However, this little episode reads rather like a controlled experiment of sorts in that saw usage was standardized, operator usage was standardized and the power supplied was standardized. I'm not saying that everything was absolutely equal but certainly more equal than evaluating the results from Tom's Trim Shop vs Dan's Deck Repair.

So the scary thing here is there were winners and losers in this experiment with no apparent consistent reason for failure. This is not good for Kapex owners and not good for Festool. [crying] [crying]


Offline harry_

  • Posts: 1294
Re: Another Kapex Bites the dust. Again.
« Reply #368 on: March 10, 2019, 11:25 AM »
JimH2:
You may be right. But... I wonder...
How many faithful current Festool buyer/owners of a variety of their products -
Read this long, ongoing lament about Kapex problems/failures -
And would REALLY like to buy one... But, just won’t take the risk.
I’m one of them.

These Kapex problems/failures -
May, or may not be, a small number of all the Kapex sold.
But, in the business of marketing - And ultimately, the selling products -
PERCEPTION IS (BECOMES) REALITY.

Being a member of The Fog for decade before I purchased my first and I have since purchased a second (via recon).

For me it was never about the reliability holding off the purchase, it was the cost.
Disclaimer: This post is for educational and entertainment purposes only. Any resemblance to real persons, living or dead is purely coincidental. Void where prohibited. Some assembly required. Batteries not included. Contents may settle during shipment. Use only as directed. No other warranty expressed or implied. This is not an offer to sell securities. May be too intense for some viewers. No user-serviceable parts inside. Subject to change without notice. One size fits all (very poorly).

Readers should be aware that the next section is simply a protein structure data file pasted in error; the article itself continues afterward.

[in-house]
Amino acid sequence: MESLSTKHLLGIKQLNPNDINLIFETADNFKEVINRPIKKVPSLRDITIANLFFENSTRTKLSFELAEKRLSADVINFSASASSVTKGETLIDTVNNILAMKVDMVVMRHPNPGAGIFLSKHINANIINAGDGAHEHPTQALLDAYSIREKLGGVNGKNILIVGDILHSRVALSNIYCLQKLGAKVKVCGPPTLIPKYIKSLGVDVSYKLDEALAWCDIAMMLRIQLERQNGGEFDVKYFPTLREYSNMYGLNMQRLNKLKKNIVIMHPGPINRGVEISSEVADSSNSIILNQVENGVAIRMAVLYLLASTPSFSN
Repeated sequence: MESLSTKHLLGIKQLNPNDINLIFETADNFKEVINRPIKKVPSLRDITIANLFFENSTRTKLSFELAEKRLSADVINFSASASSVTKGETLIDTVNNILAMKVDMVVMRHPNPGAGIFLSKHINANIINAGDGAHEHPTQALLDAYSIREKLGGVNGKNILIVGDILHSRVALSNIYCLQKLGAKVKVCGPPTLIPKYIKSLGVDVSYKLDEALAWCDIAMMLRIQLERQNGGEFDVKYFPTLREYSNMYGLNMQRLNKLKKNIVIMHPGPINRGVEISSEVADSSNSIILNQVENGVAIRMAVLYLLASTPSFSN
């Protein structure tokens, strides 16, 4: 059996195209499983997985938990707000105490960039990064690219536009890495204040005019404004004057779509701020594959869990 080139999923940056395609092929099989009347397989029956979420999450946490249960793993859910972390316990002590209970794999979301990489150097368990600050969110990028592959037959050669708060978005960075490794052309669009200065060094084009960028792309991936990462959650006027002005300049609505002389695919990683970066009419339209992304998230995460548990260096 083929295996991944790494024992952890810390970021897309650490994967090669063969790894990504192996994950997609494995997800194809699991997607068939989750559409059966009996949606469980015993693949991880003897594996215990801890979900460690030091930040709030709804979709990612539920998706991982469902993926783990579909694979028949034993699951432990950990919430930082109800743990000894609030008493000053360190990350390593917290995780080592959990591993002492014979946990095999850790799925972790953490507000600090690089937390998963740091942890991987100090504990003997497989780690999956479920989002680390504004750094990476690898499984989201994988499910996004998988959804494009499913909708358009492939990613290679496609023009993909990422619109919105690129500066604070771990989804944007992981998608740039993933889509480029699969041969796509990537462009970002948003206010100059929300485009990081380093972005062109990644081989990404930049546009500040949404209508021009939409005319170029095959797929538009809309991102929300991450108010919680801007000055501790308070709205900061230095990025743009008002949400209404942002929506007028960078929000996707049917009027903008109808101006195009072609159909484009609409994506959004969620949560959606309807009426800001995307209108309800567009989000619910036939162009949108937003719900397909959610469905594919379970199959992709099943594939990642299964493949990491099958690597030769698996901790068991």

Offline kevinculle

  • Posts: 299
Re: Another Kapex Bites the dust. Again.
« Reply #369 on: March 10, 2019, 02:42 PM »
One can understand a cheap tool being less than perfectly reliable, but a tool costing 3 or 4 times typical that's also fragile?

Offline DeformedTree

  • Posts: 582
Re: Another Kapex Bites the dust. Again.
« Reply #370 on: March 10, 2019, 05:41 PM »
Thanks for the post Jiggy...that's not good for Festool. [sad]

One of Festools explanations in the past is that they have no control over what the saws are used for, how the operators use/treat the saws and what type of power they receive. All of which I can fully agree with.

However, this little episode reads rather like a controlled experiment of sorts in that saw usage was standardized, operator usage was standardized and the power supplied was standardized. I'm not saying that everything was absolutely equal but certainly more equal than evaluating the results from Tom's Trim Shop vs Dan's Deck Repair.

So the scary thing here is there were winners and losers in this experiment with no apparent consistent reason for failure. This is not good for Kapex owners and not good for Festool. [crying] [crying]

And this gets to the heart of the problem. Take what this company has seen with their 4 saws and then trying to be Festool studying it.  It leans the direction of the problem away from it being the motor.  As I mentioned a while back in this thread, the armature burning up doesn't mean it is an issue of the armature, it can be the victim of some other part.  The saws that go thru motors probably have a part that is causing the motors to burn. But when inspecting saws, the killer part probably shows no sign of being wrong.  Even then though, if there is a killer in the tool, it only has the urge to kill rarely.  So even if all 4 where sent in for study, how long, if ever would it take for Festool to witness a murder. And would they have it instrumented up in a way to detect what went wrong.  If it's some highly intermittent glitch in a chip on a control board, good luck ever tracking it down. At some point you'd almost have to replace every part that is different from the 230 to 110V models to either a different vendor or PN, make these boards or what ever in batches, and ship them out in tools and wait to see what ones come in for failures.

Offline Jiggy Joiner

  • Posts: 781
Re: Another Kapex Bites the dust. Again.
« Reply #371 on: March 10, 2019, 07:23 PM »